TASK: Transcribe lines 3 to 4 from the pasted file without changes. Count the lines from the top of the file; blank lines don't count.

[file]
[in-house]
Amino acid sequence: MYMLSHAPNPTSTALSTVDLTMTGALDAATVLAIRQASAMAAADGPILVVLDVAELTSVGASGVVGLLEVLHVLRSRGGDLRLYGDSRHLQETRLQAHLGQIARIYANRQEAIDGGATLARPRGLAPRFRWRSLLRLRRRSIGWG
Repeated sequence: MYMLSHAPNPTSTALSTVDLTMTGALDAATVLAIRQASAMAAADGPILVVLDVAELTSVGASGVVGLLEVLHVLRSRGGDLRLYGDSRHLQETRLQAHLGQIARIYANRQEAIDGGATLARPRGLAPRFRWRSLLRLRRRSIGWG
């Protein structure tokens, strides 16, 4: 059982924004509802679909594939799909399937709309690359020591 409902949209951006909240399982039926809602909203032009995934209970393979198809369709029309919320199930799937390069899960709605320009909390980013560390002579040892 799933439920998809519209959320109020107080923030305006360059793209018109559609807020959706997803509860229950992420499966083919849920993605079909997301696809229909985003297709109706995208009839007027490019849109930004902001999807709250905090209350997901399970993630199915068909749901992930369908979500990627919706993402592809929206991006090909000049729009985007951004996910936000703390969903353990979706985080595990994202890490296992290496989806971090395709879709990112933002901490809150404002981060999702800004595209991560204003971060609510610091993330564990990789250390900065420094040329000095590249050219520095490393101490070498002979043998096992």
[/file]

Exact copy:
Repeated sequence: MYMLSHAPNPTSTALSTVDLTMTGALDAATVLAIRQASAMAAADGPILVVLDVAELTSVGASGVVGLLEVLHVLRSRGGDLRLYGDSRHLQETRLQAHLGQIARIYANRQEAIDGGATLARPRGLAPRFRWRSLLRLRRRSIGWG
């Protein structure tokens, strides 16, 4: 059982924004509802679909594939799909399937709309690359020591 409902949209951006909240399982039926809602909203032009995934209970393979198809369709029309919320199930799937390069899960709605320009909390980013560390002579040892 799933439920998809519209959320109020107080923030305006360059793209018109559609807020959706997803509860229950992420499966083919849920993605079909997301696809229909985003297709109706995208009839007027490019849109930004902001999807709250905090209350997901399970993630199915068909749901992930369908979500990627919706993402592809929206991006090909000049729009985007951004996910936000703390969903353990979706985080595990994202890490296992290496989806971090395709879709990112933002901490809150404002981060999702800004595209991560204003971060609510610091993330564990990789250390900065420094040329000095590249050219520095490393101490070498002979043998096992």